The recent report from the B.C. Utilities Commission about pain at the gas pump appears to confirm what Lower Mainland drivers have known all along: they are getting hosed.
The report found gas prices in Greater Vancouver idling at 13 cents a litre more than could be expected under a normally competitive market. That difference – estimated to cost us about $490 million annually – “cannot be explained by economic theory or justified by known factors in the market,” according to the report.
The high gas prices aren’t caused by taxes (already taken into account in the BCUC number crunching) or pipeline capacity.
Rather, they appear to have everything to do with the fact that the market is tightly controlled by a handful of companies. While the report states there is no evidence of “collusion,” it also suggests prices might be “tacitly choreographed” – the difference between those likely being lost on people unhappily surprised when prices all jump 10 cents a litre.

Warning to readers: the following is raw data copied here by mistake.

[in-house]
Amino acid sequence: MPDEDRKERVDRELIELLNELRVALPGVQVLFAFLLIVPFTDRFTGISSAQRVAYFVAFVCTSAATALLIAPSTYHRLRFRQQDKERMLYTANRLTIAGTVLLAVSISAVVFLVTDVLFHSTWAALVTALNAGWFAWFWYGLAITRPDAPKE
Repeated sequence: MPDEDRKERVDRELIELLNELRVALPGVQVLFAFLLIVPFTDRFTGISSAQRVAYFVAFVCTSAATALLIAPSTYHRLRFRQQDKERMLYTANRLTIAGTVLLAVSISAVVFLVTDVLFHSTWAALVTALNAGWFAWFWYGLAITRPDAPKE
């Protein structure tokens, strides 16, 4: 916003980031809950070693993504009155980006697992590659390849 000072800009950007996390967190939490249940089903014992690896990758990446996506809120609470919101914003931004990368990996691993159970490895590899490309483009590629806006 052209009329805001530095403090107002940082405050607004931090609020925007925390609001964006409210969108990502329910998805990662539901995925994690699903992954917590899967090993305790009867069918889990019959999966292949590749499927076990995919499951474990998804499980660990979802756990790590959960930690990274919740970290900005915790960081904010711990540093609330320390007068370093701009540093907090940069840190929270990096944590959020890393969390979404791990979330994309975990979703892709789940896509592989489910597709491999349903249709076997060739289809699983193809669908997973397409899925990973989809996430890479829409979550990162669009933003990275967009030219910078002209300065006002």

So why are prices higher in Vancouver then they are in many other places?
Essentially, because they can be.
It’s hard to see what’s happening at the pump as the result of a truly free market.
That being the case, one option for the government is to intervene with regulation. Price caps and requirements for greater transparency are possibilities – measures that are already in place in other parts of both Canada and the U.S.
Why should the province motor along and get blamed for that 13-cent price gouge, when it appears to benefit no one but the bottom line of big oil companies?
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